Broad Medicare Network
With Medicare, you are not beholden to a specific carrier as you have most likely been in the past. It is estimated that somewhere around 93% of physicians accept Medicare. Compare that to plans you’ve had in the past! This high percentage can truly expand your options.
Compared with health insurance you’ve had in the past, Medicare will likely be much less expensive.
Reports of the national average monthly premiums vary but they all come in about a couple hundred dollars more than the premiums for Original Medicare. Even when adding a Medicare Supplement Plan, you’ll usually be paying less on a monthly basis for Medicare than what you’ve paid in the past. Of course, that’s not a hard and fast rule, but it is the case for most Americans.
You’ll still have coinsurance and that will most likely be comparable or less than what you’ve paid in the past.
Most people will be automatically enrolled in Original Medicare upon their 65th birthday. You should receive your card in the mail. As long as you’re not deferring Medicare, there’s nothing further to be done. Just, don’t lose the card of course!
Original Medicare is run by the Federal Government. Specifically with Original Medicare, there are very few choices to make. Really, you just decide whether you’re going to accept coverage or defer.
However, Medicare in general is very customizable. There are additional solutions such as Medicare Supplement Plans, Medicare Advantage & Medicare Part D in which you can enroll. These are entirely voluntary and can be tailored to meet your medical and financial needs.
Cost Savings Available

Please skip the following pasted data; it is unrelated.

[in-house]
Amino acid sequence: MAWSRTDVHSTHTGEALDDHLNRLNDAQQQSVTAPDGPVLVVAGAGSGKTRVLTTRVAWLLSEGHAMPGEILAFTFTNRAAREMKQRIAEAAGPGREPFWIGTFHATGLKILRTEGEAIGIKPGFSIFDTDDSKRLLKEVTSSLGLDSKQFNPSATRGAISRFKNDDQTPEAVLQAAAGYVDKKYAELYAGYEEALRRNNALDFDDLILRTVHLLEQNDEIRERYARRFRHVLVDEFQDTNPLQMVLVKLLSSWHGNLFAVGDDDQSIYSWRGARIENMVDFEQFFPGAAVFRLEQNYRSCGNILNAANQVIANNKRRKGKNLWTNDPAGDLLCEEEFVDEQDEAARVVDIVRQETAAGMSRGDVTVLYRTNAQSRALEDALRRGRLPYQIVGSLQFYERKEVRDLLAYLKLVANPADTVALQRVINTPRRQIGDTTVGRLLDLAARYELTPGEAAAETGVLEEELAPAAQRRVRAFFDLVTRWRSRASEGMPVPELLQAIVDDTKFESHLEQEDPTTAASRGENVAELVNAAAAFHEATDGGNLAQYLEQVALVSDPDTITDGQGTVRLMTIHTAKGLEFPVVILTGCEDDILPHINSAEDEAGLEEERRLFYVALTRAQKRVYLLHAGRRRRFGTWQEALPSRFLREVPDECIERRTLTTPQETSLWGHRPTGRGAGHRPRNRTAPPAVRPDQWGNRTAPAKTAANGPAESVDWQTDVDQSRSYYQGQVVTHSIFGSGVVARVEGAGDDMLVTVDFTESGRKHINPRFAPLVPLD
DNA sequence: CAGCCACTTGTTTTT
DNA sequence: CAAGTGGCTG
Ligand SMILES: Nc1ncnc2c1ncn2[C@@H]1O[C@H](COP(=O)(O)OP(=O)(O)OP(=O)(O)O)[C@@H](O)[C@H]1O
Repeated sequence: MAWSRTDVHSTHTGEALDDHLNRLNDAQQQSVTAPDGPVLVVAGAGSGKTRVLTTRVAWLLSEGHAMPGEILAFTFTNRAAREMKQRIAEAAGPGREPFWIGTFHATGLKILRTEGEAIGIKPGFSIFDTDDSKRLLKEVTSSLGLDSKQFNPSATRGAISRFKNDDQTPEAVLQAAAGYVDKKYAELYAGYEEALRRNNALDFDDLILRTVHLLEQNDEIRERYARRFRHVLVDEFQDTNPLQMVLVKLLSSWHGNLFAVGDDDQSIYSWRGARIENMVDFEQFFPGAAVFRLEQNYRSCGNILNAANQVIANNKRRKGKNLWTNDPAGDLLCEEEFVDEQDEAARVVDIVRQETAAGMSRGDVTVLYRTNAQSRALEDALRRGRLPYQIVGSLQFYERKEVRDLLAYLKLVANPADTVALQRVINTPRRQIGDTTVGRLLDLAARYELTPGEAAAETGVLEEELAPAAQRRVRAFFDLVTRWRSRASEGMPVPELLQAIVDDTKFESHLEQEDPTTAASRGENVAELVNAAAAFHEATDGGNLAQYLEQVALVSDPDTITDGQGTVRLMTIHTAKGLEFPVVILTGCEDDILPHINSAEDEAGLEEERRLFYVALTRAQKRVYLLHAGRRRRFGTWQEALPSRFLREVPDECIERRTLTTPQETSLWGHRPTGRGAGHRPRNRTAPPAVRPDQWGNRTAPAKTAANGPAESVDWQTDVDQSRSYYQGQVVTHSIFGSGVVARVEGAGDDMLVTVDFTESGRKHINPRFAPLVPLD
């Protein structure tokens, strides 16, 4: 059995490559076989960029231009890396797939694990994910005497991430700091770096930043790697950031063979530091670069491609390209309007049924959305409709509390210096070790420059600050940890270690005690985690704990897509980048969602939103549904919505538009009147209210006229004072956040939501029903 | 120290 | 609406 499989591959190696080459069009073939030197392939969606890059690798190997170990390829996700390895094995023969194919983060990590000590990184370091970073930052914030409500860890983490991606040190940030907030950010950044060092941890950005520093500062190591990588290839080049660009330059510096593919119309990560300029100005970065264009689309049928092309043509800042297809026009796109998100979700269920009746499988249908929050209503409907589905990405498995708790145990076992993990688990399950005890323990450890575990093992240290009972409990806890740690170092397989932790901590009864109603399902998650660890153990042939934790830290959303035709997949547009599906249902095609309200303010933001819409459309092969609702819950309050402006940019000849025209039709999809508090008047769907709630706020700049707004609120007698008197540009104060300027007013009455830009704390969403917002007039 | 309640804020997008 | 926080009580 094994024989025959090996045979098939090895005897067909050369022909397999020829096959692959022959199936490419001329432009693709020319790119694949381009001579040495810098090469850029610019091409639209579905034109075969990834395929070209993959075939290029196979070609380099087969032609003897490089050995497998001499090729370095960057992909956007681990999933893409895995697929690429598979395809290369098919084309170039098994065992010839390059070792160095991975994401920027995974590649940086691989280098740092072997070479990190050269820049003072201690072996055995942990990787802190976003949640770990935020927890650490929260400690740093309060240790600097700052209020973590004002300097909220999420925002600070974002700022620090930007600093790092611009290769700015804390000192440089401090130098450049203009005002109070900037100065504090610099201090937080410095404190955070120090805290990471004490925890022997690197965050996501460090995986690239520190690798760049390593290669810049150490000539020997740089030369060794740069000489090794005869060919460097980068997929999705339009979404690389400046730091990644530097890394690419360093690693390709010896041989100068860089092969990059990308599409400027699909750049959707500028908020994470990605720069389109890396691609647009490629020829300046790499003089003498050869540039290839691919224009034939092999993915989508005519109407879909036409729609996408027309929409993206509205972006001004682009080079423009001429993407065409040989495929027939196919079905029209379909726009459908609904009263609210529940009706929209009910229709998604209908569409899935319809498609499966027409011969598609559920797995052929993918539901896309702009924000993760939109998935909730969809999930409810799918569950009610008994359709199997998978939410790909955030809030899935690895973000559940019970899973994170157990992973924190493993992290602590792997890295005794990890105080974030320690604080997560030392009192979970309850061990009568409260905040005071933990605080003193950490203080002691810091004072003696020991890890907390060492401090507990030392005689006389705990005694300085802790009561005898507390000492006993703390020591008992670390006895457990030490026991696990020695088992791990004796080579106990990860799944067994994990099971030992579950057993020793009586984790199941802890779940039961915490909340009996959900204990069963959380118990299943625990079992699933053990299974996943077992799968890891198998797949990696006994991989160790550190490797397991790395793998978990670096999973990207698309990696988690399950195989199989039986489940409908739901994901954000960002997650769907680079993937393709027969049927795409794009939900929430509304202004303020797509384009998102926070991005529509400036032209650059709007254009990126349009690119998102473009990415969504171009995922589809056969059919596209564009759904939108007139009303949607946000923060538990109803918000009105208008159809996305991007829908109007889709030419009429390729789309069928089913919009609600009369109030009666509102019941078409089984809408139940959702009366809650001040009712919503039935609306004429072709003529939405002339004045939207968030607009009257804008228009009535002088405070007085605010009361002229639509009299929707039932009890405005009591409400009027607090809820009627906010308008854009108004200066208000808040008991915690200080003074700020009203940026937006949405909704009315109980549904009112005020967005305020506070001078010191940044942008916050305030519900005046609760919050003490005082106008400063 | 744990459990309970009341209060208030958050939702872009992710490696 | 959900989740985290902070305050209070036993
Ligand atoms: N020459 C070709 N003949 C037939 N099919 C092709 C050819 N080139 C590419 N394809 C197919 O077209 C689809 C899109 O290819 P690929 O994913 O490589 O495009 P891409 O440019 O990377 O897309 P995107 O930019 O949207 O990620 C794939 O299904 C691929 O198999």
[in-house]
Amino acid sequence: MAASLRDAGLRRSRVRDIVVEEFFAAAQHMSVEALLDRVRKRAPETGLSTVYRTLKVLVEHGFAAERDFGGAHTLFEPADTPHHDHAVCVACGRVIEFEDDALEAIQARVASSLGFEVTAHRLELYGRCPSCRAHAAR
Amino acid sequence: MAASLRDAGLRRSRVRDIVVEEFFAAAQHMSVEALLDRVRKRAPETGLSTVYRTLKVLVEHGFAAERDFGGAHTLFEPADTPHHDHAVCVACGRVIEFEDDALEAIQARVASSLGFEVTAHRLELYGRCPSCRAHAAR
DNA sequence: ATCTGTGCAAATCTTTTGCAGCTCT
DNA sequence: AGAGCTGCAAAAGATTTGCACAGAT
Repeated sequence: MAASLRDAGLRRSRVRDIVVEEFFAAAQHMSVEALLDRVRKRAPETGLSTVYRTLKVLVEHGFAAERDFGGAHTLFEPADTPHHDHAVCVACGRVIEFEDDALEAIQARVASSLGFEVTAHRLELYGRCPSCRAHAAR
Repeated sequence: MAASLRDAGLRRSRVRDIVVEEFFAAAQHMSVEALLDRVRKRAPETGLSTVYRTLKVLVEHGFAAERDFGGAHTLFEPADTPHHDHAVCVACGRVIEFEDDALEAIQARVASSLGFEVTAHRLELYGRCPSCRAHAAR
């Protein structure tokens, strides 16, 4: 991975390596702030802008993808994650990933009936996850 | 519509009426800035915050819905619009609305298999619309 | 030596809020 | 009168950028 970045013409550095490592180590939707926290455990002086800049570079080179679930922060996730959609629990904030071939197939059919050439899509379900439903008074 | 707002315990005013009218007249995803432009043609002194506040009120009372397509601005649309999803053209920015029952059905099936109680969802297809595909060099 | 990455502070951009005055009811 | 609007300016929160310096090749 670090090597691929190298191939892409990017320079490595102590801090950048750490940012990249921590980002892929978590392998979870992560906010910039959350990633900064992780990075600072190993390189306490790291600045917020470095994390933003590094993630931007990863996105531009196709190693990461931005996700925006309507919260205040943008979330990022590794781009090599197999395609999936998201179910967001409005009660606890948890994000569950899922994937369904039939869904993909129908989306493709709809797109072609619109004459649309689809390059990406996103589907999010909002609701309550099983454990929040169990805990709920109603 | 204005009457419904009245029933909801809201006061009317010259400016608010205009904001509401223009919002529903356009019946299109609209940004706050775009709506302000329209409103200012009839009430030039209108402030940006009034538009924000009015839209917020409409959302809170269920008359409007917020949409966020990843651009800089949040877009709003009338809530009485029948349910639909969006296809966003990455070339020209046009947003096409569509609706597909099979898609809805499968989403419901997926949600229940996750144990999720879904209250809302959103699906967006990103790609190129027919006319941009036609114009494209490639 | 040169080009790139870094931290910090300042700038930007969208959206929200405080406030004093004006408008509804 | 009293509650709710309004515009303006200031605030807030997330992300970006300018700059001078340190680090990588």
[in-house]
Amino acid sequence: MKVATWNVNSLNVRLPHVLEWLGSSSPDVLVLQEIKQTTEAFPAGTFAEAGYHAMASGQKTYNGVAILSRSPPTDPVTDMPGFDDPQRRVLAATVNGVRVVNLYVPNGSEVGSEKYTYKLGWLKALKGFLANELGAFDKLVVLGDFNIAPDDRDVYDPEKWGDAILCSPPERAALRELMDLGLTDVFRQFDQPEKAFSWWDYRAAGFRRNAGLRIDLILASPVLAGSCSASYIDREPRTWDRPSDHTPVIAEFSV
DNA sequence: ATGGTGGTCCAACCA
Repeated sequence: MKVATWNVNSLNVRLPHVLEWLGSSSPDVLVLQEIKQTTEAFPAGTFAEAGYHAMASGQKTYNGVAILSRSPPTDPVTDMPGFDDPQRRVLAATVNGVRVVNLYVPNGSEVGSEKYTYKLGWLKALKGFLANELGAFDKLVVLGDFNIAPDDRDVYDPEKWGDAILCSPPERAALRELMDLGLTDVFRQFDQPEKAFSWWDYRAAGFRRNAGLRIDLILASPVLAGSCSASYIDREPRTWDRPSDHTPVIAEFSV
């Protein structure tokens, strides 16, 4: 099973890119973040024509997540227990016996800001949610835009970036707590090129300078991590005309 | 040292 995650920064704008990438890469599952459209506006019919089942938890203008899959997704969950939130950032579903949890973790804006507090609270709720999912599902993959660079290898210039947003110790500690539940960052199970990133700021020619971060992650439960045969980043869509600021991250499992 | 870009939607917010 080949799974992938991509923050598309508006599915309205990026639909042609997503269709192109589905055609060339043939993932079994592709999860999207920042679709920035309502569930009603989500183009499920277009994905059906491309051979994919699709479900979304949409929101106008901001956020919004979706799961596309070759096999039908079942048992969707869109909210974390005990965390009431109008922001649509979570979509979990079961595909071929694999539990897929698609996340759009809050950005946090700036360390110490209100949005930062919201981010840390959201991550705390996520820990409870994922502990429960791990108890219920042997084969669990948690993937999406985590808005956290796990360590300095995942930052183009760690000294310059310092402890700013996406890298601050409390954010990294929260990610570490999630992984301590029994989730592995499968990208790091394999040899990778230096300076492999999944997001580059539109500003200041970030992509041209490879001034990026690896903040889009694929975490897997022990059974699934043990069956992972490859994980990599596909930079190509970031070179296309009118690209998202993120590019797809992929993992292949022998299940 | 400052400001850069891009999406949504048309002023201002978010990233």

Finally, there are many cost saving programs available. Make sure to do your research about:
- Medicare Savings Programs– which can provide assistance with your Medicare Part A & B Premiums, Deductibles & Coinsurance.
- SSA-44– A form which can help lower your Medicare Part B monthly premium based on your adjusted monthly income.
- DSNPs- Low cost special needs Medicare Advantage plans.
- Extra Help– Assistance paying for Medicare Part D premiums, deductibles, coinsurance & copays.
There are still some drawbacks to Original Medicare such as late penalties and limited benefits.
If you choose to defer Original Medicare for whatever reason or you’re not automatically enrolled, you may be subject to late penalties. These late penalties will be tacked onto your monthly premiums for as long as you’re enrolled in Medicare.
Health insurance in general can be confusing and Medicare is no different. You’ve probably never had this many choices before with regards to your health insurance. All of the choices can be overwhelming.
Additionally, Part A’s cost structure can be confusing. Deductibles are based on a benefit period as opposed to an annual basis. Additionally, your coinsurance is based on the length of your stay.
No OOP Limit
Most health insurance plans have a yearly out of pocket max. Once you have paid that much (for in network, covered services), your carrier will take on the remainder of the charges. This is extremely helpful should you have to undergo major medical services such as surgeries or cancer treatments.
Original Medicare does not have an OOP limit. So, you could potentially be on the hook for very large bills.
Original Medicare does not cover everything. Chief amongst noticeable absent benefits are:
- Prescription Drug Coverage
There are, of course, solutions to these missing benefits. However you’ll have to search outside of Original Medicare should you need to make use of these benefits.
If you have any questions, you can reach us at iHealthBrokers at 888-918-0518 or schedule a call today! Our services are 100% FREE.
Jesse Smedley is the Principal Broker for iHealthBrokers and the founder, president, and CEO of Smedley Insurance Group, Inc. and iHealthBrokers.com. Since the inception of SIG in 2007, Jesse has been dedicated to helping people save money on their health insurance by providing them with resources to educate themselves on all their health insurance options, both under age 65 and Medicare beneficiaries. He is featured in many publications as well as writes regularly for expert columns regarding health insurance and Medicare.